How to Be More Organized

Info, How to be more organized

“I always carry lots of stuff with me wherever I roam, always weighted down with books, with cassettes, with pens and paper, just in case I get the urge to sit down somewhere, and oh, I don’t know, read something or write my masterpiece.” -Elizabeth Wurtzel, author

The creative process and organization are closely aligned. While the word “organized” may make some people think of a grey, stifled office cubicle filled with dead-looking filing cabinets, you can be organized in such a way that promotes the creative process. The trick requires balancing the process with the end result. Essentially, you need to use organization as a tool to aid creativity without stifling your energy. Continue reading


Wishing Upon a Shore

Beach feather in the sand

As a child, I spent my summers at the family beach rental — getting up early to watch the sunrise and falling asleep at night on a couch in the screened porch. Everything was a little damp and too warm — perfection. At that beach house, I made a lifetime supply of bad watercolor art. I sketched and read back issues of national geographic. I talked to strangers. I acted precocious and peculiar. If there is a place where my soul was formed, it was sitting on the end of a bulkhead, endlessly trying to capture the toxic waves of the Jersey shore in green and gold glory.

Atlantic City Feeling

“I’m going to be a diving girl!” proclaimed Sonora at the outset of Wild Hearts Can’t Be Broken. Released in 1991, this film rolls along with the nineties nostalgia by reminding us of our romanticized Great Depression fixation as we head into our own roaring twenty-twenties. As much as I am prone to mock the melodrama, I still replay the “jumping on the horse” scene each time I need motivation. Because I can often relate to the metaphorical, “Look ma, there’s a girl climbing the tower.”


The ambition, the angst, and windblown bob continue to capture my imagination. Currently, the shift dress silhouettes and boardwalk beachwood inspire my  aesthetic.

A Seaside Place

At the aforementioned getaway, I would often paint at an aluminum table on the porch — which I begged my family to keep in storage. The ornate legs were difficult to sand and refinish, which I kept in their original glossy white. The green top always capture’s people’s imaginations. For some, it reminds them of a similar piece in their own home. Others have never seen a similar vintage piece. This table fits with my overall home vibe: a simple, seaside place.


The beachy inspiration may be hard to detect if you assume themed seashell and beach umbrella style. My look does not hearken a tourist motel room scream toward theme. It’s a feeling inspired by the rush of grass on the dunes and the quiet, bleached tones of a wabi-sabi vacation home.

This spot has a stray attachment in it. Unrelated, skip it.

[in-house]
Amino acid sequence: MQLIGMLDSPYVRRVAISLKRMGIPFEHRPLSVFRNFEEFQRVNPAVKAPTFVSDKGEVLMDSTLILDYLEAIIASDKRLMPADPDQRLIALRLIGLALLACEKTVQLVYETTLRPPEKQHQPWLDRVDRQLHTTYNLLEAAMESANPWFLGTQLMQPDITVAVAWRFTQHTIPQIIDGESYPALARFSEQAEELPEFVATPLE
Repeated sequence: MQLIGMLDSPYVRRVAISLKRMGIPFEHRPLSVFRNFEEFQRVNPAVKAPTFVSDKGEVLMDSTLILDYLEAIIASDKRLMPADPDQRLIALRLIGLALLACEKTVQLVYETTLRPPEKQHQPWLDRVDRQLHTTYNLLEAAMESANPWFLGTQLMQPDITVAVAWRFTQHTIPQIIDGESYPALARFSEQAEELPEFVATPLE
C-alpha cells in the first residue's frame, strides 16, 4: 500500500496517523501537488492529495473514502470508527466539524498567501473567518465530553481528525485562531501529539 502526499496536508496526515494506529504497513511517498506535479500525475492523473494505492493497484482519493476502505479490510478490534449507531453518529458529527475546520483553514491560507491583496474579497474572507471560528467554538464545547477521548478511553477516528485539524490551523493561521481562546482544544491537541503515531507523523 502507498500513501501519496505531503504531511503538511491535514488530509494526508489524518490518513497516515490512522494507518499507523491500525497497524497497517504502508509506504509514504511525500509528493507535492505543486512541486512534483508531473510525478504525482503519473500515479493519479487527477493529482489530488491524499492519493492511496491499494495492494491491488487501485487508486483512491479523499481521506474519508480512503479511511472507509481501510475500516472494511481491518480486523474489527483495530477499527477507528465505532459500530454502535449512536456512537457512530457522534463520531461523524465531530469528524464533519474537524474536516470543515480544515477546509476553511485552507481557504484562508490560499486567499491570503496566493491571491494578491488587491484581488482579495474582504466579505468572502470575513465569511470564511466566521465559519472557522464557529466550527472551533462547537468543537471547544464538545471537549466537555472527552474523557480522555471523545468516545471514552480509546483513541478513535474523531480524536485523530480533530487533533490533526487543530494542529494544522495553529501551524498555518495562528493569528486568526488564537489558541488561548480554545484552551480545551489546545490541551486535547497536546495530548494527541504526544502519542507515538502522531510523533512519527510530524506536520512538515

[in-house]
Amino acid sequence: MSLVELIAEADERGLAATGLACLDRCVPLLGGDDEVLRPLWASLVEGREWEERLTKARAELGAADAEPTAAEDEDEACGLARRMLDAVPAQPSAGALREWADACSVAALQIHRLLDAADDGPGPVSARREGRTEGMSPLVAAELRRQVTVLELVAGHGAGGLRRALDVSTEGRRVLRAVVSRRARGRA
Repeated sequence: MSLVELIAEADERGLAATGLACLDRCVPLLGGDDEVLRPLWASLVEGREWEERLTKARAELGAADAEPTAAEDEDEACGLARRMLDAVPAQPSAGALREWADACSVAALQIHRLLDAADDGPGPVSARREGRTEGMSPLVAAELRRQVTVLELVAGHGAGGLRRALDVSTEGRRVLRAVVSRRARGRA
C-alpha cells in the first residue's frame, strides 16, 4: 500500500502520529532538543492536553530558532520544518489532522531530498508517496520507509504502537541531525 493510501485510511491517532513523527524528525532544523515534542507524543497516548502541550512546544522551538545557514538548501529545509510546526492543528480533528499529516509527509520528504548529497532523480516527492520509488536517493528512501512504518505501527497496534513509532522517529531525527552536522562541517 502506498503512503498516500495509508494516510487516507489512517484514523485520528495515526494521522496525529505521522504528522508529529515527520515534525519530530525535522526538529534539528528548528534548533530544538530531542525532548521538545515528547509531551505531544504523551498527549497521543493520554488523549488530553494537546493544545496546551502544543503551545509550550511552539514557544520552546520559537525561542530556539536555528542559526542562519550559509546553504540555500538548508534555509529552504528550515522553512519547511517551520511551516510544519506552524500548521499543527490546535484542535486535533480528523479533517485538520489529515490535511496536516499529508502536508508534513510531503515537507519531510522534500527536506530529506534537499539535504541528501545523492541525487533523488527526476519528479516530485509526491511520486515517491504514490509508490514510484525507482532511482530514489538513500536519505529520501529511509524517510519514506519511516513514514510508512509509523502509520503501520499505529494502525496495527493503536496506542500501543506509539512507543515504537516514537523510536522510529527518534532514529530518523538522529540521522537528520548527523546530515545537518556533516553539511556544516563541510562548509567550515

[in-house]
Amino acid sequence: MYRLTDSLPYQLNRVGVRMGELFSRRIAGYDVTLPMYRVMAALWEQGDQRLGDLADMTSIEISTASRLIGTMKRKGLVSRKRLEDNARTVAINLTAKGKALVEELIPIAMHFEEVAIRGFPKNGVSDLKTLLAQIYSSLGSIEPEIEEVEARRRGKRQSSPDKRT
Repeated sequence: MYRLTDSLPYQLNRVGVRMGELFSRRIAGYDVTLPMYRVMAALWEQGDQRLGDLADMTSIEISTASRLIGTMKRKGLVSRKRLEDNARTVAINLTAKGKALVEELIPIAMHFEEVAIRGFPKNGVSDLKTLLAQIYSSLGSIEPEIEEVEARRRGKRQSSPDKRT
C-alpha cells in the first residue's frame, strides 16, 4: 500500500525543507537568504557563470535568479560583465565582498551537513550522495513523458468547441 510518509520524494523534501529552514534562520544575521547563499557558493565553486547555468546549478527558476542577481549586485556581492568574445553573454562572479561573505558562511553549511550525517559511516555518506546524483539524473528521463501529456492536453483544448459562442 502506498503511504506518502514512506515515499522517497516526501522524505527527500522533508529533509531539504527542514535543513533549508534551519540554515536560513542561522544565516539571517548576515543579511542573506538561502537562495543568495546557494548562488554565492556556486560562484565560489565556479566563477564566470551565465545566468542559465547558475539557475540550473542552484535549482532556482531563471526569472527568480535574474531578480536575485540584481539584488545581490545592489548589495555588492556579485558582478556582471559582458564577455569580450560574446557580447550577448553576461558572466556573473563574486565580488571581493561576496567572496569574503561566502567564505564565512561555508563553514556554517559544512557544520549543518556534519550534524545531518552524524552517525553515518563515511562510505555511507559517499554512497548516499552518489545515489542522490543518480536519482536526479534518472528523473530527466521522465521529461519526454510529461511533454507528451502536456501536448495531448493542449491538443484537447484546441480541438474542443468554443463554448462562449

I’ve always yearned for a simple space, with useful, trusted, practical belongings, that provides a sanctuary for my art. With each apartment, this table sets the style – simple, useful, and trusted.

Vintage Dress- The Conscious Mercantile, Espadrilles – Target, Sunglasses – Franchesca’s

How to Shrink a Collection

While most collectors talk about growing a collection, minimalists look for ways to shrink their belongings. Below are some tips on how to decide which trinkets stay as a part of your beloved collection.

As a child, I acquired a small collection of lighthouses. Most were gifts, although some were souvenirs. Although I enjoy the whimsical structures, I really only display them in the warm months. It reminds me of the beach and family vacations. As an adult, I looked over the variety of pieces and picked my three favorite lighthouses. They are all sentimental and suit my taste. The first is from my paternal grandmother and made of wood. I always dreamed of going to see it at the Outer Banks and was finally able as an adult. The second was painted by my paternal grandfather on a piece of driftwood. It’s signed and special. The third is a bank that my grandmother customized. It’s ceramic and reminds me of love.

Although I started with over a dozen light-house themed trinkets, these are the ones that made the cut. Below are some tips to help you shrink a collection.

1. They’re sentimental.

I had a few pieces that I didn’t remember getting. Since I didn’t have an attachment to them, they were really just taking up space. Consider this when you go through your own collection. Do you remember when and where you got each piece? Do you recall who gave it to you? If you don’t have a story for the trinket, it’s not sentimental.

2. They’re visually pleasing to me.

Several of the lighthouses I disposed were ugly to me. They just didn’t suit my taste. They may have been gifts but, I didn’t like them. Someone else will probably enjoy them more so, I passed them on. When you’re going through your collection, look at each piece individually. Do you find them all pleasing? Don’t simply keep them to make your collection look huge. Keep the ones that you find attractive.

3. They fit in my home.

These lighthouses are the right size for a shelf accessory. Others were very large or very small. Still others were plastic, glittery, or derivative. These three look right in my home and I can imagine incorporating them into future living spaces. When you’re going through your collection, consider whether each piece fits with your home. If you don’t have a space to display a huge collection, consider shrinking it. If you don’t like dusting, pick which pieces are easiest to clean.

These tips can help you little-by-little shrink a collection down to the few perfect pieces. A small, special collection will bring you more joy than a large, cluttered collection of meaningless trinkets.

Have you ever cut down one of your collections?